|Spoken in:||Romania, Moldova, parts of Ukraine, Hungary, Serbia, and Northern Bulgaria|
|Language extinction:||probably by the sixth century AD|
|Language family:|| Indo-European|
|Note: This page may contain IPA phonetic symbols in Unicode. See IPA chart for English for an English-
based pronunciation key.
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The Dacian language was an Indo-European language spoken by the ancient people of Dacia. It is often considered to have been a northern variant of the Thracian language or closely related to it. (see Daco-Thracian)
Characteristics and sources
Many of the characteristics of the Dacian language are unknown and disputed. There are almost no written documents in Dacian. What is known of the language derives from:
- the toponyms, hydronyms, proper names (including names of kings)
- Dacian names of about fifty plants written in Greek and Roman sources (see List of Dacian plant names) -- however, an etymology has been established only for a few of them.
- the substratum words found in the current Romanian language, the language that is spoken in almost all the places Dacians lived: there are about 400 words with uncertain origin (like brânză=cheese, balaur=dragon, etc), about 160 of which have cognates in Albanian. These words may have entered Romanian from the Dacian language in ancient times.
- Dacian writings; Decebalus Per Scorilo is the longest inscription known. The Roman poet Ovid claimed that he learned the Dacian language after being exiled to Tomis (today Constanta) in Dacia. In his Tristia and Epistulae ex Ponto he claimed to have composed poems in the language - if this is true, they were not preserved.
Dacian used to be one of the major languages of South-Eastern Europe, stretching from what is now Eastern Hungary to the Black Sea shore. Based on archaeological findings, the origins of the Dacian culture are believed to be in Moldavia, being identified as an evolution of the Iron Age Basarabi culture.
Sound changes from PIE
In the 1950s, the Bulgarian linguist Vladimir Georgiev published his work which demonstrated that the phonology of the Dacian language is close to the phonology of Albanian, further supporting the theory that Dacian was on the same language branch as the Albanian language, a language branch termed Daco-Moesian (or Daco-Mysian), Moesian (or Mysian) being thought of as a transitional dialect between Dacian and Thracian.
There are cognates between Daco-Thracian and Albanian which may be evidence of the Daco-Thracian-Albanian language affinity, and many substratum words in Romanian have Albanian cognates.
Ancient Greek geographer Strabo claimed that the Getae spoke the same language as the Thracians. However, Georgiev argued that Dacian and Thracian are two different languages, with two different phonetic systems, his idea being supported by the placenames, which end in -dava in Dacian and Moesian, as opposed to -para, in Thracian placenames.
It is unclear exactly when the Dacian language became extinct, or even whether it has a living descendant. The initial Roman conquest of part of Dacia did not put an end to the language, as Free Dacian tribes such as the Carpi may have continued to speak Dacian in Moldavia and adjacent regions as late as the 6th or 7th century AD, still capable of leaving some influences in the forming Slavic languages.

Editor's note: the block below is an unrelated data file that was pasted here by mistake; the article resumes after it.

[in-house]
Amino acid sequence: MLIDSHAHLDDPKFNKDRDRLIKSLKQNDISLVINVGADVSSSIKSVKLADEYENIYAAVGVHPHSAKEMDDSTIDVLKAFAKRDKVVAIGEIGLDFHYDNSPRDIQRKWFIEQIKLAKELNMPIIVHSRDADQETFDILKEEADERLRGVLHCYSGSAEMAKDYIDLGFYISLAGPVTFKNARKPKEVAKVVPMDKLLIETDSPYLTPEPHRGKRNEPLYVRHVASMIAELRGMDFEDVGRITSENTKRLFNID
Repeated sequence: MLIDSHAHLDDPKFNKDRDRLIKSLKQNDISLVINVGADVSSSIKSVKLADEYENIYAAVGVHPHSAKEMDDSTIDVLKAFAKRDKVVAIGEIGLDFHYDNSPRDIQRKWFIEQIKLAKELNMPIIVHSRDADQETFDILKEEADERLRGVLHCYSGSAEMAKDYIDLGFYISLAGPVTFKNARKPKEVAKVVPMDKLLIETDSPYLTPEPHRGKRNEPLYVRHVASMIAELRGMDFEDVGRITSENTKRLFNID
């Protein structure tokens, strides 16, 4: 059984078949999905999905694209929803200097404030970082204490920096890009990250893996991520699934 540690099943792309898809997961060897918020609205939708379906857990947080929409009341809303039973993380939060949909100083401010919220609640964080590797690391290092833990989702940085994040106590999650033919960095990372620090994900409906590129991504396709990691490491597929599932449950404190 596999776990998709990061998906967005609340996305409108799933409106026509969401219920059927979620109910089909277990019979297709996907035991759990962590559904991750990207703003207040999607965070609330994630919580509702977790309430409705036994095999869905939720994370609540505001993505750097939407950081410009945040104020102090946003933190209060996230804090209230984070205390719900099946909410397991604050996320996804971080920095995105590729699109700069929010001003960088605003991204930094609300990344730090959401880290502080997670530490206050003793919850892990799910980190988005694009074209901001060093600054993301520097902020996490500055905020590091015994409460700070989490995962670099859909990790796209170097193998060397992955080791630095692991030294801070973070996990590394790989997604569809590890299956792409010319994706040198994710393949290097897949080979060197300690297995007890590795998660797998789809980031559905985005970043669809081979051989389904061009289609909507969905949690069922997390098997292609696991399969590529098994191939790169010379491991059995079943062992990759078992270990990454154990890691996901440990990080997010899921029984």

- Another hypothesis considers Albanian to be a Daco-Moesian Dialect that split off from Dacian before 300 BC and that Dacian itself became extinct;
The argument for this early split (before 300BC) is the following: inherited Albanian words (Ex: Alb. motër 'sister' < Late IE ma:ter 'mother') shows the transformation Late IE /a:/ > Alb /o/, but all the Latin loans in Albanian having an /a:/ shows Latin a: > Alb a. This indicates that the transformation PAlb /a:/ > PAlb /o/ happened and ended before the Roman arrival in the Balkans. On the other hand, Romanian substratum words shared with Albanian show a Romanian /a/ that correspond to an Albanian /o/ when both sounds source is an original Common /a:/ (mazãre/modhull<*ma:dzula 'pea'; raţã/rosë<*ra:tya: 'duck') indicating that when these words have had the same Common form in Pre-Romanian and Proto-Albanian the transformation PAlb /a:/ > PAlb /o/ had not started yet. The correlation between these two facts indicates that the split between Pre-Romanian(the Dacians that were later Romanized) and Proto-Albanian happened before the Roman arrival in the Balkans.
- Another hypothesis connects Albanian not with Dacian, but with the Illyrian languages.
Dacian as the substratum of Proto-Romanian
The Dacian language may form the substratum of the Proto-Romanian language, which developed from the Vulgar Latin spoken in the Balkans north of the Jirecek line that roughly divides Latin influence from Greek influence.
Whether Dacian in fact forms the substratum of Proto-Romanian is disputed (see Origin of Romanians), yet this theory does not rely on the Romanization having occurred in Dacia, as Dacian was also spoken in Moesia, and as far south as northern Dardania. About 300 words in Eastern Romance (Romanian, Aromanian, Megleno-Romanian, Istro-Romanian) may derive from Dacian, and many of these show a satem-reflex, as one would expect in Daco-Thracian words (see Eastern Romance substratum).
- I. I. Russu, Limba traco-dacilor, Bucharest, Editura Ştiinţifică, 1967
- Vladimir Georgiev (Gheorghiev), Raporturile dintre limbile dacă, tracă şi frigiană, "Studii Clasice" Journal, II, 1960, 39-58
- Hadrian Daicoviciu, Dacii, Editura Enciclopedică Română, 1972